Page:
Cyber Security Weekly Briefing January 2-8

ElevenPaths    8 January, 2021
Cyber Security Weekly Briefing January 2-8

SolarWinds Update

To end the year, Microsoft published an update of its findings regarding the impact of the SolarWinds incident on its systems. In this release, it emphasizes that neither production services nor customer data have been affected by unauthorized access, and that there are no evidence of the use of counterfeit SAML tokens to access proprietary cloud resources or that the infrastructure was used to attack customers. However, Microsoft has revealed that attackers were able to compromise a limited number of internal accounts, one of them with proprietary source code reading permissions. Through this account, several code repositories would have been accessed. According to Microsoft’s investigation, no changes were made, as this account did not have the necessary writing permissions to perform such actions.  

Also, on Tuesday, January 5th, the U.S. Department of Justice issued a statement confirming that its systems have been breached as a result of the supply chain attack involving SolarWinds Orion software. The internal investigation would have revealed that the threat agents had moved between the network systems, gaining access to the email accounts of about 3% of the entity’s employees, or more than 3000 individuals. The governmental agency says that no impact on any classified systems has been detected. On the same day, the FBI, CISA, ODNI and the NSA published a joint statement formally blaming an APT linked to Russia for the attack. Lastly, a recent hypothesis involving the project management software TeamCity as an entry point into SolarWinds systems has been discussed in the media. JetBrains, the company that owns the software, has denied these speculations, stating that it is unaware of any investigation into the matter.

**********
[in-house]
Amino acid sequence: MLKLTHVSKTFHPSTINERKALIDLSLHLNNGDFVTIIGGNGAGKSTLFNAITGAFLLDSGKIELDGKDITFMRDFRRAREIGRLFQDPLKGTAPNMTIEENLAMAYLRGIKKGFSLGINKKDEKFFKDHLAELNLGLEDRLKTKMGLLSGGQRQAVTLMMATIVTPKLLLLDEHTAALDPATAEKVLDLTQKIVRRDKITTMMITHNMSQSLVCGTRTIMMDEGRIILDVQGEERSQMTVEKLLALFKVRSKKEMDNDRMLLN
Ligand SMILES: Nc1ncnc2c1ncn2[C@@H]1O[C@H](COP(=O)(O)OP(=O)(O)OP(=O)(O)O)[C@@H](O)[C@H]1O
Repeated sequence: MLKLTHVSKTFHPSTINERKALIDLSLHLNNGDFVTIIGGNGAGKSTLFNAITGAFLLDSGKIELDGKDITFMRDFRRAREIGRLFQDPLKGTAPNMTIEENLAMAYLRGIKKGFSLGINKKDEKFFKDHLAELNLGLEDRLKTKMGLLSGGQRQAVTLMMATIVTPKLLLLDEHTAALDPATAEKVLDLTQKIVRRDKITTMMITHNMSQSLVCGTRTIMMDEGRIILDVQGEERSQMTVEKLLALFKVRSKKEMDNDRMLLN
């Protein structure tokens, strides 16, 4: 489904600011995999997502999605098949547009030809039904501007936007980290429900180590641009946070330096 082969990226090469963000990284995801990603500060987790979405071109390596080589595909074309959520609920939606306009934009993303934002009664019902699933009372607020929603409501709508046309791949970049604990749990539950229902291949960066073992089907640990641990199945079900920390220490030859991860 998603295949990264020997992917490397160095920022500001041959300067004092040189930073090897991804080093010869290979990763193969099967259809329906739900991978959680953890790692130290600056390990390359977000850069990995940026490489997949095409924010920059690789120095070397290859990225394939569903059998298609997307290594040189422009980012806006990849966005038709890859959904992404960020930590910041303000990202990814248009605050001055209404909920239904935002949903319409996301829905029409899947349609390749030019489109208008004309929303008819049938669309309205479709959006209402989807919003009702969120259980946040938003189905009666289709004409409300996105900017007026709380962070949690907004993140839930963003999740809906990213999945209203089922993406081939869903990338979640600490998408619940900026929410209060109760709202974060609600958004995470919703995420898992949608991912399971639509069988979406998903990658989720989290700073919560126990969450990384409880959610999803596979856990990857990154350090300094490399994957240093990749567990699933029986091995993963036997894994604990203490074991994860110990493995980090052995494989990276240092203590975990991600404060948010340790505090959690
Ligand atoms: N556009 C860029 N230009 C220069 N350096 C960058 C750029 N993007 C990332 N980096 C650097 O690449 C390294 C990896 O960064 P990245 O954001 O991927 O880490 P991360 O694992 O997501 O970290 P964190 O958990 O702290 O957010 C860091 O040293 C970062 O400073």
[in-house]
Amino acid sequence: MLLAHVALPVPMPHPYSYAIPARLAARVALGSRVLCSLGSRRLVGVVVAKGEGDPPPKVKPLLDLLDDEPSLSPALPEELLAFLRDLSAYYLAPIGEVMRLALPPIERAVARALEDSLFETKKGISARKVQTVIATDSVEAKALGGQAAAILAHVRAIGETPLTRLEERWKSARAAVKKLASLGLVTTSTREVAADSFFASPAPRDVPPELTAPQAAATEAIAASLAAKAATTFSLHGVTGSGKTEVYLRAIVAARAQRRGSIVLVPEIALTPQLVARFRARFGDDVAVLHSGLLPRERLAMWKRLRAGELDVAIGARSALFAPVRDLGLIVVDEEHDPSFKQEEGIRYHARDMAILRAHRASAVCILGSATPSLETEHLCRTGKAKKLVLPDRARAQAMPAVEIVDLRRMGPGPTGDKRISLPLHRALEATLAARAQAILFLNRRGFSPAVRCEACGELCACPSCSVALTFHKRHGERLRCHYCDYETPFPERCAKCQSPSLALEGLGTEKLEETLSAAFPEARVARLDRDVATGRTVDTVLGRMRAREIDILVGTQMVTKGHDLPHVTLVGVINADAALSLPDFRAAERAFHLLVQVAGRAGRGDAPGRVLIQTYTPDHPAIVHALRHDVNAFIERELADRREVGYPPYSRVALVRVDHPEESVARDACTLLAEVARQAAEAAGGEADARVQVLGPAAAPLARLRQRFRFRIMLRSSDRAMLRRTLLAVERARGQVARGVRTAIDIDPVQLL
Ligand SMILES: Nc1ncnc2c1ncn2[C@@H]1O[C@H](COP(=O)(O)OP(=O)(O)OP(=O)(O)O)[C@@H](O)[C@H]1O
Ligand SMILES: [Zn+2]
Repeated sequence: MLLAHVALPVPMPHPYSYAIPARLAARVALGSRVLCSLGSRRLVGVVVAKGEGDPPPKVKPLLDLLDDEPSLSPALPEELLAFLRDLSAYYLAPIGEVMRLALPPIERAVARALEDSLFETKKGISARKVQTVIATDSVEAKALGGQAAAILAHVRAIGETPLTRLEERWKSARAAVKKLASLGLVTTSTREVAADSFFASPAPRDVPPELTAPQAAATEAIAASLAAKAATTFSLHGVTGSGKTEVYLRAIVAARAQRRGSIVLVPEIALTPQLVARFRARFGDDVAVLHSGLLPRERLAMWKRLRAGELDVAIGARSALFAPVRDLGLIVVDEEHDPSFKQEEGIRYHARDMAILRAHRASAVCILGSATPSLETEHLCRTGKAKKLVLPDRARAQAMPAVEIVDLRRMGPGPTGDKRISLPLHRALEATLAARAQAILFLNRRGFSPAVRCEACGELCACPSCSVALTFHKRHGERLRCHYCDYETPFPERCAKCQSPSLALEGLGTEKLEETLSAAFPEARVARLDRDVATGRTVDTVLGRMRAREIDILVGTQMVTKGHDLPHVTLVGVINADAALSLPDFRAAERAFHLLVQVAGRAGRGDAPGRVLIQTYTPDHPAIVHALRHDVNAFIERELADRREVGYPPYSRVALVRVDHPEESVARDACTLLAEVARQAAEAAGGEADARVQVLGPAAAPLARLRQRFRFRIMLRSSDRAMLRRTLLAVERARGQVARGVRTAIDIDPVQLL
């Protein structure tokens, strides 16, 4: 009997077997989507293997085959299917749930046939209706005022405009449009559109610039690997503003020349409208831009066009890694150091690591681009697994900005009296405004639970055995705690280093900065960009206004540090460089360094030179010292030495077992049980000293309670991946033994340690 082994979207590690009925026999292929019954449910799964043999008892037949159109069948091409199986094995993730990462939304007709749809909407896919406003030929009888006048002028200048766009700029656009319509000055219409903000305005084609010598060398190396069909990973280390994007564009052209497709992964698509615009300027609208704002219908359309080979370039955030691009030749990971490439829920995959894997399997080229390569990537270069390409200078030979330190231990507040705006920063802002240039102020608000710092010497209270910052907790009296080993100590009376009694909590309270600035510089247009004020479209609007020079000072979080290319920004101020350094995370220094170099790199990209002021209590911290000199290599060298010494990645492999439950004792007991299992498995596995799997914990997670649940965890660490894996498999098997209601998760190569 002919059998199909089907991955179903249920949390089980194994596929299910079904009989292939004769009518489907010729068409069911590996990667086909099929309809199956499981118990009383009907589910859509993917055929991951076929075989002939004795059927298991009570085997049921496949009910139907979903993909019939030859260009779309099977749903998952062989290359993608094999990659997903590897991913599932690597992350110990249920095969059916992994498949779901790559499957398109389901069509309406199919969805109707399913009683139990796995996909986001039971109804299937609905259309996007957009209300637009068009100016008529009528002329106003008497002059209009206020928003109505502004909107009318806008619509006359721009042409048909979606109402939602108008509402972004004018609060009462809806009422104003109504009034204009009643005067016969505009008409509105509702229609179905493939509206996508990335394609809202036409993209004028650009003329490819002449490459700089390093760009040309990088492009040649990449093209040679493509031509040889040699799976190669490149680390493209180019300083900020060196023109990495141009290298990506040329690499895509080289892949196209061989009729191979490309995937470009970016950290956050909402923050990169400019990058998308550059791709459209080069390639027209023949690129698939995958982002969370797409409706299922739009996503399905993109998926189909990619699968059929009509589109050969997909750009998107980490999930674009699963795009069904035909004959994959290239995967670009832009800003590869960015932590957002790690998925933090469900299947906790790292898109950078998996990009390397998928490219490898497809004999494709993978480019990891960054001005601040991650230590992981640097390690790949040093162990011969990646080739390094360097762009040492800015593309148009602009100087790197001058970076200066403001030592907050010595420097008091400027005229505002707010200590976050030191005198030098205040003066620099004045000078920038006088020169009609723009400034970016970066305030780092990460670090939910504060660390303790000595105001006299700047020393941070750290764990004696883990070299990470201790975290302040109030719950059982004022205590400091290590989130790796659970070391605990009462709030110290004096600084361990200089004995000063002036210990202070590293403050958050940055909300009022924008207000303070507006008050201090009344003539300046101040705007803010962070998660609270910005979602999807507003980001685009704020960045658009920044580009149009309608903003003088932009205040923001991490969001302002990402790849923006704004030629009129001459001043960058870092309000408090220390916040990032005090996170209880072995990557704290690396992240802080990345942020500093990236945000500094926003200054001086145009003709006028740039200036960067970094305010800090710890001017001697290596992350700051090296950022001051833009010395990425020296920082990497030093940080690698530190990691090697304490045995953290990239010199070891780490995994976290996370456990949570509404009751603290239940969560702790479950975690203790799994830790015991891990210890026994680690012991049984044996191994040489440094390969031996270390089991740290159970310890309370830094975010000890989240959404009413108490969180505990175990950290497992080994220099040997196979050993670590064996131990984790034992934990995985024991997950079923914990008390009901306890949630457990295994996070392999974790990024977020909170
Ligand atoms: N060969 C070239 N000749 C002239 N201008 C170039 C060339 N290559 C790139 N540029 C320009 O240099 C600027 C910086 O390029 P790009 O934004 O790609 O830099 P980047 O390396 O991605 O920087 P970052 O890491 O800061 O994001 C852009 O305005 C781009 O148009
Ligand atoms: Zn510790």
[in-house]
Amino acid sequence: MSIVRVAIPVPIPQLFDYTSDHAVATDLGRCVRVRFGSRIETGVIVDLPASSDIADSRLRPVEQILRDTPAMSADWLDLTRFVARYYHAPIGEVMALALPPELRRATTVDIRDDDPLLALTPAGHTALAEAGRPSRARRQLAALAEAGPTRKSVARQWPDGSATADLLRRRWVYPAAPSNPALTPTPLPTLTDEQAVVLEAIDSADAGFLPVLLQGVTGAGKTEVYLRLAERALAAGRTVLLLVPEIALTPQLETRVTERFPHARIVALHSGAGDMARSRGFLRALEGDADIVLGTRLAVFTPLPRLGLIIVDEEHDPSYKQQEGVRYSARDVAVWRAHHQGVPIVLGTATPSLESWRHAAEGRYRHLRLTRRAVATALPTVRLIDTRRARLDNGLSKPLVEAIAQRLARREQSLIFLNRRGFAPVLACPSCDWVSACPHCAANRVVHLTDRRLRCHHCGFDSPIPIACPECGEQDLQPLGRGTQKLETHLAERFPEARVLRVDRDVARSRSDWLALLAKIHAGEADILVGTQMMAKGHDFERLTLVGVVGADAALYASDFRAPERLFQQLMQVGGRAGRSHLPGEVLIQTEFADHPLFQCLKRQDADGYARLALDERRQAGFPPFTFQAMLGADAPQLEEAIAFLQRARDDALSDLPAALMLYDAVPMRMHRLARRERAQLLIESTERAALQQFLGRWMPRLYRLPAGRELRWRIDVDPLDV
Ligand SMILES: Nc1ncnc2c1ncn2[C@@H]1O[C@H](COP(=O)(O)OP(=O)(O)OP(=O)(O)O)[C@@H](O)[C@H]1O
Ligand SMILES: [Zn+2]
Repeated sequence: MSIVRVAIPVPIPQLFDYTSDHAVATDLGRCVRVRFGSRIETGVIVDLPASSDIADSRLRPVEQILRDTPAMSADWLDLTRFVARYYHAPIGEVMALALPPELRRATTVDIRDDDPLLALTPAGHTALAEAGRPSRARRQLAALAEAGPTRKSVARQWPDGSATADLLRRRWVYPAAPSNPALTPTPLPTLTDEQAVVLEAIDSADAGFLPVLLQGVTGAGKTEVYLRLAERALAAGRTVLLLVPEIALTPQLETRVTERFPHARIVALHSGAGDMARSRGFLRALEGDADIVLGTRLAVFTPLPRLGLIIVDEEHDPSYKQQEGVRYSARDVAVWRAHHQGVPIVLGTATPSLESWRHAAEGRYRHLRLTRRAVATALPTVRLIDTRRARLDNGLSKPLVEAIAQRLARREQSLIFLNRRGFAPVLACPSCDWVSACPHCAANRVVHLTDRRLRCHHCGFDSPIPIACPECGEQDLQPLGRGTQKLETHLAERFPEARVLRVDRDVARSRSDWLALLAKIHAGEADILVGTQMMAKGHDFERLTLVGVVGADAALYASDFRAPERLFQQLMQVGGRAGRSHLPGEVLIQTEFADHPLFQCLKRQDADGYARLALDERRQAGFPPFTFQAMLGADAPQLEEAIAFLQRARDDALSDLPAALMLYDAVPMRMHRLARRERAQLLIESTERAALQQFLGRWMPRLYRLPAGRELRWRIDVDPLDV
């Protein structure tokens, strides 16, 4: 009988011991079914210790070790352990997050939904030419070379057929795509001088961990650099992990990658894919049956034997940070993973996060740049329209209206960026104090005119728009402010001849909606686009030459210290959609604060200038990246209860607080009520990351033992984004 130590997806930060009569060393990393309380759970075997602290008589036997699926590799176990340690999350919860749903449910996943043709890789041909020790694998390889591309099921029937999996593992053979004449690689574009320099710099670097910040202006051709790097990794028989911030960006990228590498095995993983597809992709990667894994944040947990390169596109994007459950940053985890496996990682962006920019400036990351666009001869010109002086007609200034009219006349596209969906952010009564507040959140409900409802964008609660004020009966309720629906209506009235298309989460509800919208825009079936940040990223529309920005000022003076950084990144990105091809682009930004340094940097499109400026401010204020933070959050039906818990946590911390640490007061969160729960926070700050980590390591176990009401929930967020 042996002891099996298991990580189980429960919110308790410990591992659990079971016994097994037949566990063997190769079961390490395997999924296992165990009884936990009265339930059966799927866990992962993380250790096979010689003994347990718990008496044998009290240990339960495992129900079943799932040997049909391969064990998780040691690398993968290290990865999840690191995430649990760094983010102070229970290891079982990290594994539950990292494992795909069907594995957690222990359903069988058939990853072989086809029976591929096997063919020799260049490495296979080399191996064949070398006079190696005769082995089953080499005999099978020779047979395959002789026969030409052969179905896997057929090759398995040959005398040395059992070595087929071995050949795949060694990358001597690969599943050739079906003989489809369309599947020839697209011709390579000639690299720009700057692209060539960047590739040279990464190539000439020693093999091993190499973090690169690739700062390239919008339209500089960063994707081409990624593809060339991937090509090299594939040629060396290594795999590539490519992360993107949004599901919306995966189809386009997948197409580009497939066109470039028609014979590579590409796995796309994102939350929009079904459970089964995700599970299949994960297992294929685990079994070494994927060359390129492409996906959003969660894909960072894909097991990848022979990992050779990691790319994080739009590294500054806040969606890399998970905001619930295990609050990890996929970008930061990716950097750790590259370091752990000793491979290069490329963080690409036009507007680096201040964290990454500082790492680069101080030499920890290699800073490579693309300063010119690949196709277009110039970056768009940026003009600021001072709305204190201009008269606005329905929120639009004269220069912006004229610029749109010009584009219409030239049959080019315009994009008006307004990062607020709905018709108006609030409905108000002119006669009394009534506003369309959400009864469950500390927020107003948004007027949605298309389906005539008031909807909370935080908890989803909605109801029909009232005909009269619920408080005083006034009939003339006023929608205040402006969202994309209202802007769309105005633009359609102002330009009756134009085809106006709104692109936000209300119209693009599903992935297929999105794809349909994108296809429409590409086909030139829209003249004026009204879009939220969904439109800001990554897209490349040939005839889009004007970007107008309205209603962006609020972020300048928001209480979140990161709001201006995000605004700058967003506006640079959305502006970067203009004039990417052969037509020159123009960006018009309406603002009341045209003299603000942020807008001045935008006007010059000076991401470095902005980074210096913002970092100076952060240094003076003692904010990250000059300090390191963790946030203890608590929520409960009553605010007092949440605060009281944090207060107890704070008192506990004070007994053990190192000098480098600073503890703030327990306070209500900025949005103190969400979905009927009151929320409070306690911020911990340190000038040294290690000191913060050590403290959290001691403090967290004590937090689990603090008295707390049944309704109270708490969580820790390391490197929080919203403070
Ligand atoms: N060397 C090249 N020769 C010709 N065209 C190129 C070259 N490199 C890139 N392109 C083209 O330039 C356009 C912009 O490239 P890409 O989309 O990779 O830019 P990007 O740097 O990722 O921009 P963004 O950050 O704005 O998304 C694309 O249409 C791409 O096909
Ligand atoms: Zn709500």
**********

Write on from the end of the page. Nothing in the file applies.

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Analysis on Malicious C2 Infrastructure on 2020

Recorded Future’s Insikt Group has published the results of a research on the infrastructure of malicious Command and Control (C2) servers identified on its platforms through 2020. The research has provided interesting details such as that more than half of the detected servers were not referenced on public sources, or that these servers have an overall lifespan of 55 days within the malicious scheme. On the other half, it has been also revealed that the hosting providers where most malicious servers were detected, are those which have a bigger infrastructure, such as Amazon or Digital Ocean, contrary to common belief that the most suspicious hosting providers are the ones that host these fraudulent activities. The data also shows a tendency to use open source tools during malware infection operations. Among this tools, Insikt Group has pointed out that offensive security tools such as Cobalt Strike or Metasploit are the main responsible for being present in at least one quarter of all the analysed servers. Finally, it must be stated that the researchers link almost all of their findings to APTs or threat actors with strong financial capabilities.